The current political mess in Nepal is attributed to the lack of democratic credibility, orientation and socialisation among political leaders and key functionaries. A survey study findings made public last month indicated that the citizen trust in the institution of political leadership and parties has declined significantly though a larger percentage of people have accorded high ratings to the performance of the elected local government leaders especially ward chairpersons and members for their quick availability and accessibility to respond to their needs and grievances.
Palpable dismay The palpable dismay and dissatisfactions of the people with the parties and leaders can be associated with the nagging rivalry characterising the relationship among the party leaders. This distasteful situation has reached to such a brink that political leaders cannot see eye to eye to each other and even seem prepared to wipe clean the opponent's role and creditability from political slate. The unabashed clash and feud of the key leaders over sharing the morsel of power has also led to the fragmentation of the party organisations into different factions and splinter groups. The factional strife has triggered off the series of actions and counter actions, attacks and counter attacks. These moves have also discredited and diminished the morale and propriety of the party rank and file. The incessant bickering and contest among the top notch party leaders over distribution of power and resources has led to the wrecking of the mammoth sized Nepal Communist Party. This division was judicially formalised and further wedged by the court ruling that invalidated the banner under which both the erstwhile UML and Maoists had taken recourse to the process of unification. The breakdown of Nepal Communist Party has caused a jolt and gave the rude shock to the integrity and cohesion of the government. The government led by Prime Minister KP Sharma Oli was pushed on the edge of collapse. As a result, the prime minister dissolved the federal parliament with intent for going to early elections. But the decision was checkmated and reversed as the House got reinstated through a court decision. The sharp fissure within the rank and file of the revived UML leadership added further political complications. As the party leaders dug-in heels to their position, the prime minister dissolved the House again contending that the elections could give the way out for bringing the fluid, unstable and uncertain politics to order in the country. The House dissolution case has been taken to the Supreme Court again for seeking ruling on the legality of the prime minister's decision. The political conflict at the federal level has sent shock waves to the provinces where the ruling and opposition parties have been locking horns against each other using different kinds of machinations at their disposal to prevail at the sub-national level. As a consequence, Gandaki province government headed by one of the close aides of Prime Minister Oli has been edged out of the office and a new coalition of the opposition parties has taken over the other day. Likewise, the government of Province 2 has witnessed a polarisation through realignment of political forces and reshuffling in the composition of the council of ministers. The ever recurring political rivalry between and among the party leadership has exacted a heavy toll on governance and development of the country. At this time of crisis, the nation needs a united and determined government to tackle emergency created due to the scourge of COVID-19 which has claimed the lives of nearly 9,000 people in the country. Economic activities have come to a halt whereas available resources have been spent for non-productive ends. The ratio of public spending is acutely low. The popular rating of parties and leaders has plummeted such a low that they have been rather perceived as those who tend to create barriers on the way of normal pace of development than acting as facilitators and enablers. In today's democratic world, political parties are undoubtedly needed as an indispensable catalyst of democracy even as their behaviours and actions seem to be an anathema to the process of democratisation and development. They are vital to democracy even though constitutions of most democracies do not dictate a role for them. Parties operate in a realm little regulated by statutory law. In the United States, in fact, the founders of the constitution did not seem very favourable to the notion of strongly organised parties. One of the founding fathers of the US constitution James Madison, in the Federalist Papers, drew no distinction between parties and factions. He mentioned that parties are united by common impulse of passion, or of interest, adverse to the rights of other citizens not affiliated to them.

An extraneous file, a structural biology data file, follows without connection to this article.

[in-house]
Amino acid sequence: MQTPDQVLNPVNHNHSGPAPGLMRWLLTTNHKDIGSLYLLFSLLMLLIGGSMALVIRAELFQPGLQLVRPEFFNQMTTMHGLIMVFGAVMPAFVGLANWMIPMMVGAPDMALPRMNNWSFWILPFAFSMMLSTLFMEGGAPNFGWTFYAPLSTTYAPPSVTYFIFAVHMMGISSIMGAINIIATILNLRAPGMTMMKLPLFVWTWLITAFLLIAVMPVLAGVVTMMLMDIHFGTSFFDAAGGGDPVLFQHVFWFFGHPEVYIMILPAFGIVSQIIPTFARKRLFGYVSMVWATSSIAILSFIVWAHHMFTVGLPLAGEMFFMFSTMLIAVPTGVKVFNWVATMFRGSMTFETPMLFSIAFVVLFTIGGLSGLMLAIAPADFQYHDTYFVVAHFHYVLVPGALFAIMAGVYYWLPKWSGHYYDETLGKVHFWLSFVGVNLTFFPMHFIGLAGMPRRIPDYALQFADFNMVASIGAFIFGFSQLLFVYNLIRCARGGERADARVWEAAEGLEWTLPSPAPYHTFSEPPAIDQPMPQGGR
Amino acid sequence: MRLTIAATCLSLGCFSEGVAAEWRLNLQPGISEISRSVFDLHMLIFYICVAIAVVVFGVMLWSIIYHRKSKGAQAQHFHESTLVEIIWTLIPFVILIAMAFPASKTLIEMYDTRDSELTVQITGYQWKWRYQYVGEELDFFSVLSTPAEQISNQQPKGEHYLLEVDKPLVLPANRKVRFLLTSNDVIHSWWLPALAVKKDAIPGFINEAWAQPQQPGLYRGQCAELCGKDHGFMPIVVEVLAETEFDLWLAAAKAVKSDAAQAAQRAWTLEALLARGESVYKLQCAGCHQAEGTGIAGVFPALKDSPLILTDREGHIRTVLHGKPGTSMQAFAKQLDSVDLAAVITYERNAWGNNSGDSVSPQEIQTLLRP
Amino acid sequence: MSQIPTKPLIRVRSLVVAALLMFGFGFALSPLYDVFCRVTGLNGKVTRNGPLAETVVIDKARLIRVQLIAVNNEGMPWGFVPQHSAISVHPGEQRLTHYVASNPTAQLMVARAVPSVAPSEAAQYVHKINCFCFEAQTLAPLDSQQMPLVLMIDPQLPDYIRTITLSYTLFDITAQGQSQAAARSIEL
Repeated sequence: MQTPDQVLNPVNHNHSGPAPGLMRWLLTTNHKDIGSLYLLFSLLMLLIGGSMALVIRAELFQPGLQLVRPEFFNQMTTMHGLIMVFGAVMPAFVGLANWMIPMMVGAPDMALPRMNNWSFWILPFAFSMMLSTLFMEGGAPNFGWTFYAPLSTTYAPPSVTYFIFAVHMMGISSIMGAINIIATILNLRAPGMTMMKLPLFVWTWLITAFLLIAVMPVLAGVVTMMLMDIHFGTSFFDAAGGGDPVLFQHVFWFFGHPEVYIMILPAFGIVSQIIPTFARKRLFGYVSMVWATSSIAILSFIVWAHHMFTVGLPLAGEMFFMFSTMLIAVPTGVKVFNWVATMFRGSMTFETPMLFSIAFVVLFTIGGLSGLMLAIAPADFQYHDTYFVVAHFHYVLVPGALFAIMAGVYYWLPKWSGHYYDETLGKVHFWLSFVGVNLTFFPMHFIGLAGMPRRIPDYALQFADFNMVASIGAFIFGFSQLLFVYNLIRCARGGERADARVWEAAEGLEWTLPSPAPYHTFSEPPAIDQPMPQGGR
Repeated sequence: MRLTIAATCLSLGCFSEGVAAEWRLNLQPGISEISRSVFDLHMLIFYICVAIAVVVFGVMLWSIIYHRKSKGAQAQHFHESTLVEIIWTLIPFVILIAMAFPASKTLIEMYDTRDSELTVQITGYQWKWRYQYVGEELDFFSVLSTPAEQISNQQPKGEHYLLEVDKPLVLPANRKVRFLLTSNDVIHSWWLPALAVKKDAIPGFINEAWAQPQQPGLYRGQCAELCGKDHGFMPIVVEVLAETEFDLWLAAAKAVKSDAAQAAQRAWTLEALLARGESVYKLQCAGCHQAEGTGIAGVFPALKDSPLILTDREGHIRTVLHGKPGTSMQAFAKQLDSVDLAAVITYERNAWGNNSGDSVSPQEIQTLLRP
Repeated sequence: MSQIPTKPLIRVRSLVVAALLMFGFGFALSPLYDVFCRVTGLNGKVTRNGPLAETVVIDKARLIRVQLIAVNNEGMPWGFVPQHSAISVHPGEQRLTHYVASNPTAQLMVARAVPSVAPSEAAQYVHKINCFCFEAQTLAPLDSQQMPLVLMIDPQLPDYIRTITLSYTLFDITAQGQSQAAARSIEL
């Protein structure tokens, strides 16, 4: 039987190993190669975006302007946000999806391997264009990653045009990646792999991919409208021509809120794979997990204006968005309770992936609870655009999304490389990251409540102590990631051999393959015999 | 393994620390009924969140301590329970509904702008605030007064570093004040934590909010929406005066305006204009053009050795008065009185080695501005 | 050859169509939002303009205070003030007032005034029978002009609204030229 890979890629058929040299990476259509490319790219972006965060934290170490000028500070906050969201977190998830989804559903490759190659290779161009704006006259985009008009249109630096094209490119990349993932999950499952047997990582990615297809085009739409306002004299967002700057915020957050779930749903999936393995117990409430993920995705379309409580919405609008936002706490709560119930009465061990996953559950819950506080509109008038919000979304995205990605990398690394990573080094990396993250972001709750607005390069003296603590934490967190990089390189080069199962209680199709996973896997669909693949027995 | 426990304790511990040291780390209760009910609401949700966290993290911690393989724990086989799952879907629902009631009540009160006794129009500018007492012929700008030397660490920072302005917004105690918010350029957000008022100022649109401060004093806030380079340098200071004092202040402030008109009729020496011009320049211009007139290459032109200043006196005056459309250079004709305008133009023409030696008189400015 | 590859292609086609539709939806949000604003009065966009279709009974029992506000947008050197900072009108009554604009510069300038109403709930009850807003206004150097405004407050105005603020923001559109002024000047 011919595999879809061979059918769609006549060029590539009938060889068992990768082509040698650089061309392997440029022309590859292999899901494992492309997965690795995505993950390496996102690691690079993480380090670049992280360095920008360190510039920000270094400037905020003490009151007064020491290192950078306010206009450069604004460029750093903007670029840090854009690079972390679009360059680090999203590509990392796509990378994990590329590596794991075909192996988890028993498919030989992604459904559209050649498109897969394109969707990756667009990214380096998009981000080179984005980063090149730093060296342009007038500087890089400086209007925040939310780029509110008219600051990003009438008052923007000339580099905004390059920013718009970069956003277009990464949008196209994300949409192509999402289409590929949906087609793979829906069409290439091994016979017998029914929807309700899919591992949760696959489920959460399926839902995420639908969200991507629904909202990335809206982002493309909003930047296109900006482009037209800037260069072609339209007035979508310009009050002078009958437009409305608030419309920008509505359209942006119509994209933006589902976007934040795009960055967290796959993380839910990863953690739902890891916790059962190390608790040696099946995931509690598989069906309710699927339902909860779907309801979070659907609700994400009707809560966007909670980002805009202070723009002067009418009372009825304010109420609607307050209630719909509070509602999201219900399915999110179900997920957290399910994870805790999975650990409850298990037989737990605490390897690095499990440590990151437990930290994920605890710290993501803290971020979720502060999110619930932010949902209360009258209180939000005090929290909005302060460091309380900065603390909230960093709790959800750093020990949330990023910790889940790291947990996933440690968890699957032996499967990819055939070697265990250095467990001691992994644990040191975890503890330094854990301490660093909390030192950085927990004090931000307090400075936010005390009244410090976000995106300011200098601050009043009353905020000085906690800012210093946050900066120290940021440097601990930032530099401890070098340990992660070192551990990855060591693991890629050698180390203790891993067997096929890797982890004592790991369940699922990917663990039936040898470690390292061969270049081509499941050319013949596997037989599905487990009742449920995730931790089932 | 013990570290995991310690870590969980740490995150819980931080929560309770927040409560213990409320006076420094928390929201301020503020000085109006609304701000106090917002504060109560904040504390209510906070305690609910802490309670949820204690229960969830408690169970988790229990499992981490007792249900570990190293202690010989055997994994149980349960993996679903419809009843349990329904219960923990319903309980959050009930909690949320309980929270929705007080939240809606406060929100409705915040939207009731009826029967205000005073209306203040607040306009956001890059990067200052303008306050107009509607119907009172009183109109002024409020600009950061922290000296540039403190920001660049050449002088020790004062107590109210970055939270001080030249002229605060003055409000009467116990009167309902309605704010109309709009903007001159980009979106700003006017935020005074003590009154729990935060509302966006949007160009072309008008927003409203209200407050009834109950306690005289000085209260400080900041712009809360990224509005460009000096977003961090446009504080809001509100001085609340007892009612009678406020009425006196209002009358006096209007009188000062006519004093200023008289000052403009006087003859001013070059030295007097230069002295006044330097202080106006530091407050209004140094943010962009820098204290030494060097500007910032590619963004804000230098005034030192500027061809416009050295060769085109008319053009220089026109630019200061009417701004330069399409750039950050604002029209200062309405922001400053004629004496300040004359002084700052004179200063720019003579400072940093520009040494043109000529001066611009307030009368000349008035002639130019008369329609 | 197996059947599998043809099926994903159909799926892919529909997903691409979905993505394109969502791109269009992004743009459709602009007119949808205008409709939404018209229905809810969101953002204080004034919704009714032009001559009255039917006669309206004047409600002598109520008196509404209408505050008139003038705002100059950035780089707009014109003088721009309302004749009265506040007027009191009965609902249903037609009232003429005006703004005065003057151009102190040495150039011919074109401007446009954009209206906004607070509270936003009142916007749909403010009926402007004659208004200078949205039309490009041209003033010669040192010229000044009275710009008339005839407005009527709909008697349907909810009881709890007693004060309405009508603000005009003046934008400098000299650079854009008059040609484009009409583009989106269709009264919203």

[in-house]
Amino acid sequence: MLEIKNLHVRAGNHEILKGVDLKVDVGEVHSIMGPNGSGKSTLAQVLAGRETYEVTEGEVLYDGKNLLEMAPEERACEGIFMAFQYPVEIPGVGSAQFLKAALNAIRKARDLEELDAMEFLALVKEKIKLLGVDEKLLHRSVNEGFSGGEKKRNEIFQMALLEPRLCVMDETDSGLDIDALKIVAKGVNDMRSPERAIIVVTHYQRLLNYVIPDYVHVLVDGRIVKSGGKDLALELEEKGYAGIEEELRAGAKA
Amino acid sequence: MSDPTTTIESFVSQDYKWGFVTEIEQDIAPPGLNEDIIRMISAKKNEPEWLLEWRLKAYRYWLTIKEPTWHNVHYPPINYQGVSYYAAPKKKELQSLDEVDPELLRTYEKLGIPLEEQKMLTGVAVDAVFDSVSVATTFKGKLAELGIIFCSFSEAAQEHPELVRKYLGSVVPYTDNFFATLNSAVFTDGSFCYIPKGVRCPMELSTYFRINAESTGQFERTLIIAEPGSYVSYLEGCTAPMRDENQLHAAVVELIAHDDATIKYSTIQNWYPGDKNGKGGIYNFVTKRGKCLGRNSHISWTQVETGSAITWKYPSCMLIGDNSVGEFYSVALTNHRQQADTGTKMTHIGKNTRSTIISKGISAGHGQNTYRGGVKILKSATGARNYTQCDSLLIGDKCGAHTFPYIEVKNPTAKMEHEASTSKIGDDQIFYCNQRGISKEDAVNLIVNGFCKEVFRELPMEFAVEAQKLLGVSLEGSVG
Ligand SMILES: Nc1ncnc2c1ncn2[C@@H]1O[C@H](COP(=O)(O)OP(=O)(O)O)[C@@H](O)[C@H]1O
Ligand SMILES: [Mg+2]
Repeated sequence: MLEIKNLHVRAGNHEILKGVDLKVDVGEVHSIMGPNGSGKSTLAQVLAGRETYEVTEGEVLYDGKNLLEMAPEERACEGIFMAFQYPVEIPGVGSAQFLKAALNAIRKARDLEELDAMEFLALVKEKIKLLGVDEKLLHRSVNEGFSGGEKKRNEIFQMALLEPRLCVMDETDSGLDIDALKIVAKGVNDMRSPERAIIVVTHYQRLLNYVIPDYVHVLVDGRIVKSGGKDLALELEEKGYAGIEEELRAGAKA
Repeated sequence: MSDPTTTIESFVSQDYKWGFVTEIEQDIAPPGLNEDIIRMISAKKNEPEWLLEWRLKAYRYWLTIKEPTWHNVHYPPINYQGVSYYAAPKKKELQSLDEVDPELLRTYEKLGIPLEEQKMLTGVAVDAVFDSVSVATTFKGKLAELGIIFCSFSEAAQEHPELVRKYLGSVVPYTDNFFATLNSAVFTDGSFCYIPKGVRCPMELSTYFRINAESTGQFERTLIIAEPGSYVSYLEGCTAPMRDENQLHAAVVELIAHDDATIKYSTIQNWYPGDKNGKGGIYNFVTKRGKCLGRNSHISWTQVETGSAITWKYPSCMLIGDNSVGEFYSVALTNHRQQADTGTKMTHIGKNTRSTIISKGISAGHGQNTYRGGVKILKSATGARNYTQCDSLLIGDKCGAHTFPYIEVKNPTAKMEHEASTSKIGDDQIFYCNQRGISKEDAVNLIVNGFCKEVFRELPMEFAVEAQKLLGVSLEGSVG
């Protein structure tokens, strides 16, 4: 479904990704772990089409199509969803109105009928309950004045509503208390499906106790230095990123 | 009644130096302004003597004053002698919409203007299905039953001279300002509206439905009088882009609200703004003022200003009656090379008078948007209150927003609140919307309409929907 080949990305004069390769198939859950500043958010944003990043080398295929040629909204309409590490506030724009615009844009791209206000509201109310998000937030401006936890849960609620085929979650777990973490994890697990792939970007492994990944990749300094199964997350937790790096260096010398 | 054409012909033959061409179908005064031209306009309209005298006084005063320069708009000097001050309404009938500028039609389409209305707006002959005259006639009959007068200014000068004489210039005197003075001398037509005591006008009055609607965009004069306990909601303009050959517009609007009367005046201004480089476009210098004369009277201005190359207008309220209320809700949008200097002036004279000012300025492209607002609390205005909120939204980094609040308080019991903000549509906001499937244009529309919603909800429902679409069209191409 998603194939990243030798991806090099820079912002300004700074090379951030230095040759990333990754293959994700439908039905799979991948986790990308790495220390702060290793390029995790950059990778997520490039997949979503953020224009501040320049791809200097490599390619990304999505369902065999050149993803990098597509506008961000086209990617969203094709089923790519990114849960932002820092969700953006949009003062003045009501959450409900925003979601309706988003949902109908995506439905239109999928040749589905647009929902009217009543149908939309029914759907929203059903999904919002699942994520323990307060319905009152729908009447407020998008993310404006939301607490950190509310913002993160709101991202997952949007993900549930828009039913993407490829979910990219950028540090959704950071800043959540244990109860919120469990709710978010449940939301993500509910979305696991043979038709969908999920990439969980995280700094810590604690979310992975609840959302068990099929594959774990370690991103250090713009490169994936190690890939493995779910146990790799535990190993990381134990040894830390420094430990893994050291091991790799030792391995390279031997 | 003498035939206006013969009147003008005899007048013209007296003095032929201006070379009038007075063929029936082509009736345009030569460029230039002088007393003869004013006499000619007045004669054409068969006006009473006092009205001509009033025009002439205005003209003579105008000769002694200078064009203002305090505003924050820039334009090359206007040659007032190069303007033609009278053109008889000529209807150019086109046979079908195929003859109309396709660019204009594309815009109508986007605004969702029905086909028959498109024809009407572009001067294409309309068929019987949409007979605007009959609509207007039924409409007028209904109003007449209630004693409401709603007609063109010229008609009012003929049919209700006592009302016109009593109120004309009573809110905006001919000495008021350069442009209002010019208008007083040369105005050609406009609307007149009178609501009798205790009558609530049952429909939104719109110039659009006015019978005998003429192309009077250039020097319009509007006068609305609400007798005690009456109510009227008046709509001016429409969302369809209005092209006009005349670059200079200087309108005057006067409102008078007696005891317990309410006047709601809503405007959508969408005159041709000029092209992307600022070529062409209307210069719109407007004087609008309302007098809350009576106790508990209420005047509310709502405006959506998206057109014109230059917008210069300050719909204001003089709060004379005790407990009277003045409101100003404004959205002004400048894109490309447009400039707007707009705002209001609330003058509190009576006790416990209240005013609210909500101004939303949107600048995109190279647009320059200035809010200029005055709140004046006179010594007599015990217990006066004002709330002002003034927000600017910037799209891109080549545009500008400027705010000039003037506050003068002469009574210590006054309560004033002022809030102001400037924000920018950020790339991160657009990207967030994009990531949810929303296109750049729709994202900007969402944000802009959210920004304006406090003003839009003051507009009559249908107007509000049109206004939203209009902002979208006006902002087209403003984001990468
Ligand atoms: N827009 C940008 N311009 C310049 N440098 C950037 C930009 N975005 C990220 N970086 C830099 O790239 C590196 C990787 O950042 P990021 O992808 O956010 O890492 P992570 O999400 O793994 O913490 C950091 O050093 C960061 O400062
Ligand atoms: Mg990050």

Effective representation But the makers of the US constitution realised finally that the price paid in minimising the role of parties would be too great. Political parties organise politics in every modern democracy and some political analysts even claim that parties are what induce democracies to be responsive and responsible. Political observers of post-communist democracies in Eastern Europe and Latin America blame the shortfalls of democracies in their countries in the absence or due to serious weaknesses of political parties. Political parties’ normative world is ordered around the effective representation of inevitably conflicting interests and views in the society. Political parties are, therefore, described as a necessary microbe lodged deep in the digestive tract vital to keeping the democratic body politic in good health. We may disdain and not agree with the roles and performance of political parties in Nepal but they are organised and operate within the constitutional and statutory realm. Though the present role of political parties and leadership is not compatible to the values and morale of pluralist democratic dispensation envisaged in the Constitution of Nepal, there is no substitute to reforming and democratising these institutions for greater good and wellbeing of the nation.
(The author is presently associated with Policy Research Institute (PRI) as a senior research fellow. email@example.com)